Assembling, Amplifying, and Ascending: Recent Trends Among Women in Congress, 1977-2006

(From left) Representatives Lindy Boggs, Patricia Schroeder, Barbara Mikulski, and Millicent Fenwick meet in the Congresswomen's Suite in the Capitol/tiles/non-collection/w/wic_cont4_1_boggs_room_1980_cap_his_soc2.xml Image courtesy of the United States Capitol Historical Society (From left) Representatives Lindy Boggs of Lousiana,  Patricia Schroeder of Colorado, Barbara Mikulski of Maryland, and Millicent Fenwick of New Jersey, meet in the Congresswomen’s Suite in the Capitol—now known as the Lindy Claiborne Boggs Congressional Reading Room.
The fourth wave of women to enter Congress--from 1977 to 2006--was by far the largest and most diverse group. These 134 women accounted for more than half (58 percent) of all the women who have served in the history of Congress. In the House, the women formed a Congresswomen’s Caucus (later called the Congressional Caucus for Women’s Issues), to publicize legislative initiatives that were important to women. By honing their message and by cultivating political action groups to support female candidates, women became more powerful. Most important, as the numbers of Congresswomen increased and their legislative interests expanded, women accrued the seniority and influence to advance into the ranks of leadership.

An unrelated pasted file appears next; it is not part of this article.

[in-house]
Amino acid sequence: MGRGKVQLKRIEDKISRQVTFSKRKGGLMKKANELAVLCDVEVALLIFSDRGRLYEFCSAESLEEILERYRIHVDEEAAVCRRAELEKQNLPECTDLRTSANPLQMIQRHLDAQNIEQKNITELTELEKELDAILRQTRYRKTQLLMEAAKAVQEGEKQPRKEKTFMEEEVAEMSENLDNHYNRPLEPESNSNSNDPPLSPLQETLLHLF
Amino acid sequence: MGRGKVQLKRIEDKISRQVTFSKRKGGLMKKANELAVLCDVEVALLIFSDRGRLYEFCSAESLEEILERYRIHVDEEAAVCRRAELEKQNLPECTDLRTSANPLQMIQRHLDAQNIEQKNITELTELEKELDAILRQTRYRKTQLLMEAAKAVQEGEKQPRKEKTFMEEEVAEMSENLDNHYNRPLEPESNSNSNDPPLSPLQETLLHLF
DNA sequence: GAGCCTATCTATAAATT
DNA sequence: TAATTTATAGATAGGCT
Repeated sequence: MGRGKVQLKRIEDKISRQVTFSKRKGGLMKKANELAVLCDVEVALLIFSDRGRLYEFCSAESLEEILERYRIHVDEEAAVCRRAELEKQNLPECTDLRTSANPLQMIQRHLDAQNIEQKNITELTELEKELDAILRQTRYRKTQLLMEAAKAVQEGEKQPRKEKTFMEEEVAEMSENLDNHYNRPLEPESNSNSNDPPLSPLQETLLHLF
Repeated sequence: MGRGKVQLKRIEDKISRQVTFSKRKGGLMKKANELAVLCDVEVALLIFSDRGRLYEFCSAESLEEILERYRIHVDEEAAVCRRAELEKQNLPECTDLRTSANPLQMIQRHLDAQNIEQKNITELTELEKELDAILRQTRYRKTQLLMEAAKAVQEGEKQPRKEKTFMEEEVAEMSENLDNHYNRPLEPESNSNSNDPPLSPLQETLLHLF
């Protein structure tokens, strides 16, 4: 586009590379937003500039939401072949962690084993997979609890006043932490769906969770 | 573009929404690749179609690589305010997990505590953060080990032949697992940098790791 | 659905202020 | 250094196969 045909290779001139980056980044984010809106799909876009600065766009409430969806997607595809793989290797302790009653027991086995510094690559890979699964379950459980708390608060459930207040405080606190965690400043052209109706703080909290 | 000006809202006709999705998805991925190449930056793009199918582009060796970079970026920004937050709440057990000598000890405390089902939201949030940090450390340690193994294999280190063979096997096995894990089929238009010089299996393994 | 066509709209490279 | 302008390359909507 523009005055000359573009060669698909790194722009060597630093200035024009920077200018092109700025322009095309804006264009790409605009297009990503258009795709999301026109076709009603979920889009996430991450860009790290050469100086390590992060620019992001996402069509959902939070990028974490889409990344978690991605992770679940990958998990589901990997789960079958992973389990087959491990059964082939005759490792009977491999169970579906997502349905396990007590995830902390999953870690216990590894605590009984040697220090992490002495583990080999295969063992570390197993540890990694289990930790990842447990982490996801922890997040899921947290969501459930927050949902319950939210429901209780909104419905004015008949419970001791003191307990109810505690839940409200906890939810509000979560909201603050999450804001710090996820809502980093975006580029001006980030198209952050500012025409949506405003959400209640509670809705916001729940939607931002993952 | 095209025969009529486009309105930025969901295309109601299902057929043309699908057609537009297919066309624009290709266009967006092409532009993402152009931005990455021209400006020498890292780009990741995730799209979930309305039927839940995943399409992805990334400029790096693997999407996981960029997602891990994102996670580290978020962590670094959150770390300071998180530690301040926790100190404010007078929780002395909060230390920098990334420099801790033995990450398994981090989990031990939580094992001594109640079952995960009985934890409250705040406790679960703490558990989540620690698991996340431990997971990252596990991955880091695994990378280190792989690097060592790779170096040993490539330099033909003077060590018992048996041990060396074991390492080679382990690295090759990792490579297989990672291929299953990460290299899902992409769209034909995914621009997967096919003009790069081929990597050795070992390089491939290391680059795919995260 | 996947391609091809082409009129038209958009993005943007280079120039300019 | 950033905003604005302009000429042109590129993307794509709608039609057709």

Despite such achievements, women in Congress historically account for a only a small fraction—about 2 percent—of the approximately 12,000 individuals who have served in the U.S. Congress since 1789, although recent trends suggest that the presence of women in Congress will continue to increase. Based on gains principally in the House of Representatives, each of the 13 Congresses since 1981 has had a record number of women Members.

A defining moment of change was the general election of 1992 dubbed the “Year of the Woman.” The arrival of 28 new women in Congress resulted from the confluence of historic circumstances that have not recurred since. Yet, the doubling of the number of women in Congress virtually overnight had far-reaching effects on the way women were perceived in the institution. Elected to the House in 1992, Lynn Schenk of San Diego, aptly summarized the changes. “After years in the trenches, more women are finally moving up to the front lines.”1The elections of 1992 inaugurated a decade of gains for women in Congress—in regard to their number and their seniority. These gains were capped by the election of Representative Nancy Pelosi as House Democratic Leader in 2002. It was the first time a woman held the top post in a major U.S. political party.

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1Barry M. Horstman, “Women Poised to Make Big Political Gains,” 24 August 1992. Los Angeles Times.